Working from home is often seen as a dream come true for some people, especially those with kids or other dependents. The idea of working at your own pace, in a familiar environment, surrounded by all your creature comforts sounds like a fantastic opportunity. Especially when you consider that working from home has long been thought to have a positive effect on productivity, with 77% of people reporting that it made them more efficient and 52% said it made them less likely to take time off.

However, this doesn’t mean that every aspect of working from home is beneficial to your work life. There are several problems that can arise which need to be addressed to get the most out of your experience.

Physical ailments

Whilst it may be comfortable to work from your kitchen table, sofa, or even your bed, these ‘workstations’ can actually end up causing a lot more harm than good. A survey found that even though 41% of 1,004 UK employees work from home at least once a week, the clear majority do not do so from an ergonomic workstation, or even a rudimentary desk setup.

The problem with this is that these employees working from home are potentially setting themselves up for repetitive strain injury (RSI) or back problems further down the line. If you want to work from home without sacrificing your health then it might be worth investing in a proper workstation. This will reduce the risk of common physical ailments, allowing you to perform to the best of your ability.

Trouble Sleeping/Relaxing

According to a report from the United Nations, another physical ailment that can affect employees working from home could manifest as an inability to sleep properly, or at all. Problems like this can arise from how you choose to work at home. It’s tempting just to pull out your laptop and work from the comfort of your bed in your PJ’s but this simply does not get your brain engaged and ready to work in the way that it needs to.

If you choose to work too comfortably then your brain will still start to blur the line between work and home life, eventually making it much harder to get in gear and making it almost impossible to switch off.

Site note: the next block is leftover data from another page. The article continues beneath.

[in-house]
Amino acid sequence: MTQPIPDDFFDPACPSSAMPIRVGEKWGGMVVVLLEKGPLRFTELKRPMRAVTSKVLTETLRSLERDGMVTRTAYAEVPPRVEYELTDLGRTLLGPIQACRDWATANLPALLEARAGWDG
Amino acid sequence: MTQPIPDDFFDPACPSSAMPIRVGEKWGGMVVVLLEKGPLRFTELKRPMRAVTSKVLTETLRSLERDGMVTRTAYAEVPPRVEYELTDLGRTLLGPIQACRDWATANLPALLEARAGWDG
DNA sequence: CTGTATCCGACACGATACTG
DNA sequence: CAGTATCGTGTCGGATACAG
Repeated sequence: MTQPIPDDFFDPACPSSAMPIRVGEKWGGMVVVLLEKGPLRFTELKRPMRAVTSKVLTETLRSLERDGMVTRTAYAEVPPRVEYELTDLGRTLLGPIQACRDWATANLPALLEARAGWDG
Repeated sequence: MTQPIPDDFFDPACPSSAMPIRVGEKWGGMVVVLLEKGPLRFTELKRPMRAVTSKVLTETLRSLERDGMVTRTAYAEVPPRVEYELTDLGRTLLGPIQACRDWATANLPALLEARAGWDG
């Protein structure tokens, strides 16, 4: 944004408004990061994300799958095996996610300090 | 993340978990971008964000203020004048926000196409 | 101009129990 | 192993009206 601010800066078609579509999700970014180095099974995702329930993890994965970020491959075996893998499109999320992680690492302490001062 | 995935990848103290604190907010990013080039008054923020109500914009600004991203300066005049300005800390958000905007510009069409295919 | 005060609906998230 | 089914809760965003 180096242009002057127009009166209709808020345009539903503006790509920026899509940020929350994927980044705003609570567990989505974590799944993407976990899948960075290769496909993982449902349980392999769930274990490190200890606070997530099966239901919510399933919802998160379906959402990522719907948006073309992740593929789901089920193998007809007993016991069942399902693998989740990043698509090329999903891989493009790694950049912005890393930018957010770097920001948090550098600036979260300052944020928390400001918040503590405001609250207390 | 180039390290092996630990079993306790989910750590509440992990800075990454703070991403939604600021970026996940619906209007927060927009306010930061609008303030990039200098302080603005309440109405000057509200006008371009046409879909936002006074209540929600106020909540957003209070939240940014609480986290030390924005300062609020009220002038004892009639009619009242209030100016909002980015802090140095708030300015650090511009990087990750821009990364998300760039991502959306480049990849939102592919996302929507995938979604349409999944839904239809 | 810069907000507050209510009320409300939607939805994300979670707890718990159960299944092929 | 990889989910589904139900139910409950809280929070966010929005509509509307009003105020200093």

An important method in combating this problem is to formulate a proper schedule, and stick to it. This schedule could be as simple as getting out of bed and showering at a reasonable time to putting on clothes that you would wear outside of the house. If possible, you should also take a short walk at lunch time or an evening to get some much needed fresh air.

These small but important changes will ensure that your body knows when it’s time for work and when it’s time to rest, which can ultimately help to stave off any problems caused by a confusing work/life balance.

The stress that comes with being “Always Available”

A big problem that a lot of people have when working from home is that they feel obligated to be reachable 24/7 and a lot of this stems from guilt, which in turn can be pretty stressful. Let’s face it, working from home is often much better than being in the office and so it’s natural that you start to feel a little guilty for those you’ve left behind in their cubicles.

You’re doing your job, you’re just not in the office, and yet you still feel obligated to prove that you’re actually working.

In order to combat this unnecessary stress, you should remind yourself that just because you’re working from home it doesn’t mean that you’re not working and you’re under no obligation to work outside of your regular hours. It can be hard to change this thought process but it will help you to create a much healthier work/life balance in the long run.

Sources:

http://www.cosocloud.com/press-release/connectsolutions-survey-shows-working-remotely-benefits-employers-and-employees

https://www.telegraph.co.uk/business/2017/07/24/seven-reasons-home-working-future/

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http://www.ilo.org/wcmsp5/groups/public/—dgreports/—dcomm/—publ/documents/publication/wcms_544138.pdf

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